Why Traverse City, Michigan, Is a Food Paradise
In northern Michigan, the lake shapes the climate. The climate creates the ingredients. And the ingredients make the meal. Just ask the chefs who call Traverse City their home.
As writers, we’re taught to avoid hyperbole. Resist cliché. Never gush. Clearly, whoever invented these rules never visited Traverse City, Michigan, in July. The fertile country around town looks like a vintage fruit-crate label brought to life: sun-soaked, oversaturated, hyper-delicious. You can’t hold back up here, in words or in gustatory pleasures. You lean in—to the cherries, wine, walleye, apricots, plums, wine, carrots, potatoes, tomatoes, beer and, oh, did we mention wine?
A smallish town of 16,000 (a number that swells in summer), Traverse City sits at the base of Old Mission Peninsula, a long finger that points north into Lake Michigan’s Grand Traverse Bay. The lake insulates the land and softens the seasons’ rough edges, protecting tender crops from extreme heat, cold and frosts. The landscape ripples into sheltered valleys where the soil is sandy and forgiving. In late summer, the water glitters turquoise, and the hills are striped with vineyards, fields and orchards. Each day, fishermen and farmers haul their bounty to roadside stands, farmers markets and restaurant kitchens.
“Product here is far superior because it’s coming 20 miles or less and is harvested the same day or day before,” says chef Myles Anton of Trattoria Stella. “When I get beets delivered, they smell like fresh dirt. Our heirloom tomatoes are the best I’ve ever had. Celery is unlike anything in stores; it almost hurts, it has such an intense flavor.” Many people know Traverse City for wine grapes and cherries, but a full spectrum of fruits and vegetables thrives here—quality, diversity and abundance that are unrivaled in the Midwest.
The steady flow of fresh ingredients (and of travelers) fuels a vibrant dining scene. Cafes and restaurants crowd downtown. “Our customer base is astounding,” says chef James Bloomfield of Alliance. “I feel like I can experiment and cook anything because customers are down for whatever.”
Eric Patterson of The Cooks’ House agrees, but he says Traverse City has also taught him and chef partner Jen Blakeslee to simplify: “We let the ingredients speak for themselves.” Some days that means ingenious pairings of surprising elements—ripe slivers of plum floating in a pool of savory corn. Other days, it means letting go of creativity entirely. “Strawberries and cream might be cliché,” Patterson says. “But when you have berries from Ware Farm and cream from Shetler Dairy, there’s nothing else you have to do.” Some things—and some places—really are as splendid as they seem.
Scroll down the story for 5 recipes from Traverse City chefs.
GENIUS IN A BOTTLE Dozens of wineries, breweries, distilleries and cideries nestle around Traverse City, making magic with local grapes, hops, apples and other fruit. In addition to those above, here are four more great stops.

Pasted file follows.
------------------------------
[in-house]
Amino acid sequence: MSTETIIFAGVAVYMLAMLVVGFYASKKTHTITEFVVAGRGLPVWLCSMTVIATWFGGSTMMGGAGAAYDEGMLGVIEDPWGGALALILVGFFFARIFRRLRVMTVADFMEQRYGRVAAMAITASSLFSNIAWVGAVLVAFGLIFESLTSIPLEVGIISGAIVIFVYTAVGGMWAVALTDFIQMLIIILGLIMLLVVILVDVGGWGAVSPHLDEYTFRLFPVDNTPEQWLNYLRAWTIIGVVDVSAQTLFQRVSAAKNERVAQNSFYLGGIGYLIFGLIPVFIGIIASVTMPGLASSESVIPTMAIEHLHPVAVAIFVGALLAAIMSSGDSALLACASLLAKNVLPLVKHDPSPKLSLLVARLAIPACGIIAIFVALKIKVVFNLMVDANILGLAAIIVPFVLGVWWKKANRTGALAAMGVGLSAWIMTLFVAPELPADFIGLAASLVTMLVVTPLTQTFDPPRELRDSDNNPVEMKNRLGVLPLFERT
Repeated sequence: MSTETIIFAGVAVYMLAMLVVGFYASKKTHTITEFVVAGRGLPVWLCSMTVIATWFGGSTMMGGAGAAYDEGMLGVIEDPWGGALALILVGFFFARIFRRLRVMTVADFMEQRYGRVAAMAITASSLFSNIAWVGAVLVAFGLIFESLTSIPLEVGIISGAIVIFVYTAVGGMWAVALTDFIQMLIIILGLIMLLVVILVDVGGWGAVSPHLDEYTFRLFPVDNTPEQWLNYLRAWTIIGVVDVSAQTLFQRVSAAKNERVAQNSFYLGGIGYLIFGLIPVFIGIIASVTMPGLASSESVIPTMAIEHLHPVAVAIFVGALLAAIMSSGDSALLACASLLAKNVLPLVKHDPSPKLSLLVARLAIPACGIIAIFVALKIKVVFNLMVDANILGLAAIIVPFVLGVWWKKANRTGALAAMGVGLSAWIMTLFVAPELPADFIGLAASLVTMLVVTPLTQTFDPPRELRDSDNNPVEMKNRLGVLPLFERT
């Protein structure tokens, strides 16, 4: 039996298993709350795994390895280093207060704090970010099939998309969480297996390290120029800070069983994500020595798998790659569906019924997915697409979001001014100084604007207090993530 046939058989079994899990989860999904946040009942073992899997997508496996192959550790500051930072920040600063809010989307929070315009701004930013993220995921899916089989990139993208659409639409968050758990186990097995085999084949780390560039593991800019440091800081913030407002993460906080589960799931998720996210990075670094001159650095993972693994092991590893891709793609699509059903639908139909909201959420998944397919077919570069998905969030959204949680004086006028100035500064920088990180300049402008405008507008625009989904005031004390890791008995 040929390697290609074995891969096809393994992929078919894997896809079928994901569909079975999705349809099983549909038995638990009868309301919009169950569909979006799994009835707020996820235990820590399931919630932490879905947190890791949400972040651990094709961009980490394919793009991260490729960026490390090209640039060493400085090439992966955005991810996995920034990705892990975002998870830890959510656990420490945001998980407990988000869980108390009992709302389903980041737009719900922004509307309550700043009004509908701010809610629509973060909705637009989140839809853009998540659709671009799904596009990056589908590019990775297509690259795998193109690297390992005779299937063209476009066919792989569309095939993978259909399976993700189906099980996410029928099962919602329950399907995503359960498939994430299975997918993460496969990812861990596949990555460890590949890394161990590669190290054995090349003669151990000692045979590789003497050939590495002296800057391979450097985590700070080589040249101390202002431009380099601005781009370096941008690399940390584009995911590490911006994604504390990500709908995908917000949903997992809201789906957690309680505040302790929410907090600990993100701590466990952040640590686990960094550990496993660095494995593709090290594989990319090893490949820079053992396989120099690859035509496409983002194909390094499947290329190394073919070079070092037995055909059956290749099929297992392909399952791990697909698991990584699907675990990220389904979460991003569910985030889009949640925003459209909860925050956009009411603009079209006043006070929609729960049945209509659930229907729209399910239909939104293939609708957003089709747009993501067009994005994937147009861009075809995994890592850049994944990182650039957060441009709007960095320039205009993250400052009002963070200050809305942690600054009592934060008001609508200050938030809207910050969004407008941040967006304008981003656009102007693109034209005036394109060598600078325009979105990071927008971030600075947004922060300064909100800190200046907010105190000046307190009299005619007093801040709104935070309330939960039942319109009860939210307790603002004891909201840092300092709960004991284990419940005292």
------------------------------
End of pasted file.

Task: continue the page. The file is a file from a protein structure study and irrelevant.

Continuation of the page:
Mari Vineyards, Old Mission Peninsula The winery, tasting room and aging caves look as if they were airlifted from Tuscany and offer glittering views of East Bay and the surrounding vineyards, where father-son team (and History Channel stars) Marty and Alex Lagina grow a dozen-plus varieties.
Rove Estate, Leelanau Peninsula Perched on Leelanau County’s highest spot, Rove Estate looks over sweeping panoramas of orchards and rolling vineyards planted with Gewurztraminer, Pinot Noir, Cabernet Franc and other grapes.
MiddleCoast Brewing Company, Traverse City Located next to State Street Marketplace food hall, MiddleCoast harnesses Michigan hops in creations like Left Fin IPA and GW’s Little White Lie.
Left Foot Charley, Traverse City Settle in on a sprawling patio in Grand Traverse Commons to sip Bryan Ulbrich’s small-batch hard ciders, like Cinnamon Girl or Engle’s Ransom. Or try his dark and briary Blaufränkisch, an award-winning Austrian-style wine.
Recipes from Traverse City chefs
Stone Fruit with Burrata and Sweet Corn, The Cooks' House Chefs Eric Patterson and Jen Blakeslee are pros at harmonizing flavors, textures and aromas. Creamy cheese, cardamom-poached plums, warm sweet corn puree, herbs, olive oil.….this is a mic drop of an appetizer that’s much easier than it looks. See the recipe.
Blistered Green Beans with Fried Onions and Basil-Mushroom Cream, Trattoria Stella A farmer’s bumper crop of beans inspired chef Myles Anton’s twist on the classic Thanksgiving casserole, flavored with fresh basil and dried porcini mushrooms. Serve with simply grilled fish, pork or chicken. See the recipe.
Angel Food Cake with Strawberries and Elderflower Cream, Alliance To “bring the smell of the field” into a favorite summer dessert, chef James Bloomfield infuses whipping cream with fresh elderflowers. You can get the same effect with a splash of St-Germain. See the recipe.
Seared Lake Trout with Summer Relish, Mission Table “Our bestselling protein is trout from Treaty Fish Company,” says Paul Olson, of the Mission Restaurant Group. “Ed will catch the fish in the morning and bring it to us in the afternoon.” Chef Adam Raupp serves it with tangy corn relish and garlicky spinach vinaigrette. See the recipe.